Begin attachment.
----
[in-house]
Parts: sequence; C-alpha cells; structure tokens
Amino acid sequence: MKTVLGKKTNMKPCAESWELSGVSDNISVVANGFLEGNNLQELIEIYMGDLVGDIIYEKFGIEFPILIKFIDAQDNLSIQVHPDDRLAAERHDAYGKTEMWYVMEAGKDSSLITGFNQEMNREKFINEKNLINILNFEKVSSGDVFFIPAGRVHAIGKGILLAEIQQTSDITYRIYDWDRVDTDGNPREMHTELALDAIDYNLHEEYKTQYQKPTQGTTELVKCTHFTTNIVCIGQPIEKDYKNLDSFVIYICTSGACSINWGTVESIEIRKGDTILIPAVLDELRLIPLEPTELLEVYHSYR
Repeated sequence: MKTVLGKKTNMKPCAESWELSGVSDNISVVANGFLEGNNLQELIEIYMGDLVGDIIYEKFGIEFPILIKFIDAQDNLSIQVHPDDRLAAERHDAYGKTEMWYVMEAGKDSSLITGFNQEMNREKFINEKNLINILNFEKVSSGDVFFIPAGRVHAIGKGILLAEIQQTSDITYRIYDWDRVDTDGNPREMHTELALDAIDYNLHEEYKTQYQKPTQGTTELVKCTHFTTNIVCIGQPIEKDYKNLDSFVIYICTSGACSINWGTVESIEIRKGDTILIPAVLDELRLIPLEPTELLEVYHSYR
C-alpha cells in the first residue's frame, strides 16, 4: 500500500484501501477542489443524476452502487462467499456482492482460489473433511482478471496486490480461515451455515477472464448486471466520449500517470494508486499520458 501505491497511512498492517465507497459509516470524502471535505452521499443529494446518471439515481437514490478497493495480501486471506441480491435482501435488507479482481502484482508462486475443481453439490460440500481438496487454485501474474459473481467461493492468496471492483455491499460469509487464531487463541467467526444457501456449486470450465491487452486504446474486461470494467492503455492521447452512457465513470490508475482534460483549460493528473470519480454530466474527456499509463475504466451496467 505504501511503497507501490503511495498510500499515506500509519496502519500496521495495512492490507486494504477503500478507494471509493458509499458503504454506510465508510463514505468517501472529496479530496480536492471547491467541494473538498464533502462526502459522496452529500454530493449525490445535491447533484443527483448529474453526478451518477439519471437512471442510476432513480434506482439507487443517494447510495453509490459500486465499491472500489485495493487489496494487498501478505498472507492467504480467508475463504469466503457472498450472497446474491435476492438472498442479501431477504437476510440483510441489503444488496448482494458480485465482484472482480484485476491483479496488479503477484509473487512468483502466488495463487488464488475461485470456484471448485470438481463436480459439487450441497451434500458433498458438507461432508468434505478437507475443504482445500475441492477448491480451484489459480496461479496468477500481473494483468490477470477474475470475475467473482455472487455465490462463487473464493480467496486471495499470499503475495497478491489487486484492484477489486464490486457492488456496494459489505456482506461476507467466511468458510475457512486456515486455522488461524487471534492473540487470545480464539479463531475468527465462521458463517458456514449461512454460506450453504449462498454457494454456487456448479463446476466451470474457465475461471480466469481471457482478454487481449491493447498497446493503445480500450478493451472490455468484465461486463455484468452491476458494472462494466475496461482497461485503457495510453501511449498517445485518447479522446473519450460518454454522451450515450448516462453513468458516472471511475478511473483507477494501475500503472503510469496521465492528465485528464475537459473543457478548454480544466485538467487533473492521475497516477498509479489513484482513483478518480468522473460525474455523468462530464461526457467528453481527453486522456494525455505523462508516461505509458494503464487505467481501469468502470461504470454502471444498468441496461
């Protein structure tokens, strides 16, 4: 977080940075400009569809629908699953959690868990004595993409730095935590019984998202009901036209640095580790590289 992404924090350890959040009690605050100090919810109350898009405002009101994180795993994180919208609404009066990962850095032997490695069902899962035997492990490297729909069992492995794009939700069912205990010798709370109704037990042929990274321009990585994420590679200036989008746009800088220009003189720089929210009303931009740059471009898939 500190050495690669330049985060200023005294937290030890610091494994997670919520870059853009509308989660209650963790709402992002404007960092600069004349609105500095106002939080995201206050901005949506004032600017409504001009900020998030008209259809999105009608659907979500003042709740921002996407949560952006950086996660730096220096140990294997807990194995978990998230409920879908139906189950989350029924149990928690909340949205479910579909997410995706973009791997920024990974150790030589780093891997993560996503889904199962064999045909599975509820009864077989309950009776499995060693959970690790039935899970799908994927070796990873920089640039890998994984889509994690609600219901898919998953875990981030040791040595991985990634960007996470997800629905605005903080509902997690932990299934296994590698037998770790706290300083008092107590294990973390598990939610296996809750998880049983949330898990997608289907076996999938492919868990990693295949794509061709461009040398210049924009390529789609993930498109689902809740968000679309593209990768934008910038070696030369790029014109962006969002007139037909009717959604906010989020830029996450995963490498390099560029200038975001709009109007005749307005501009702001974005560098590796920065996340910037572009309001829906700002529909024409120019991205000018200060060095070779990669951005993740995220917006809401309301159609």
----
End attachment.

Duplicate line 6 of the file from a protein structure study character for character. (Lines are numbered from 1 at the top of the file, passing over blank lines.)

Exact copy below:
């Protein structure tokens, strides 16, 4: 977080940075400009569809629908699953959690868990004595993409730095935590019984998202009901036209640095580790590289 992404924090350890959040009690605050100090919810109350898009405002009101994180795993994180919208609404009066990962850095032997490695069902899962035997492990490297729909069992492995794009939700069912205990010798709370109704037990042929990274321009990585994420590679200036989008746009800088220009003189720089929210009303931009740059471009898939 500190050495690669330049985060200023005294937290030890610091494994997670919520870059853009509308989660209650963790709402992002404007960092600069004349609105500095106002939080995201206050901005949506004032600017409504001009900020998030008209259809999105009608659907979500003042709740921002996407949560952006950086996660730096220096140990294997807990194995978990998230409920879908139906189950989350029924149990928690909340949205479910579909997410995706973009791997920024990974150790030589780093891997993560996503889904199962064999045909599975509820009864077989309950009776499995060693959970690790039935899970799908994927070796990873920089640039890998994984889509994690609600219901898919998953875990981030040791040595991985990634960007996470997800629905605005903080509902997690932990299934296994590698037998770790706290300083008092107590294990973390598990939610296996809750998880049983949330898990997608289907076996999938492919868990990693295949794509061709461009040398210049924009390529789609993930498109689902809740968000679309593209990768934008910038070696030369790029014109962006969002007139037909009717959604906010989020830029996450995963490498390099560029200038975001709009109007005749307005501009702001974005560098590796920065996340910037572009309001829906700002529909024409120019991205000018200060060095070779990669951005993740995220917006809401309301159609």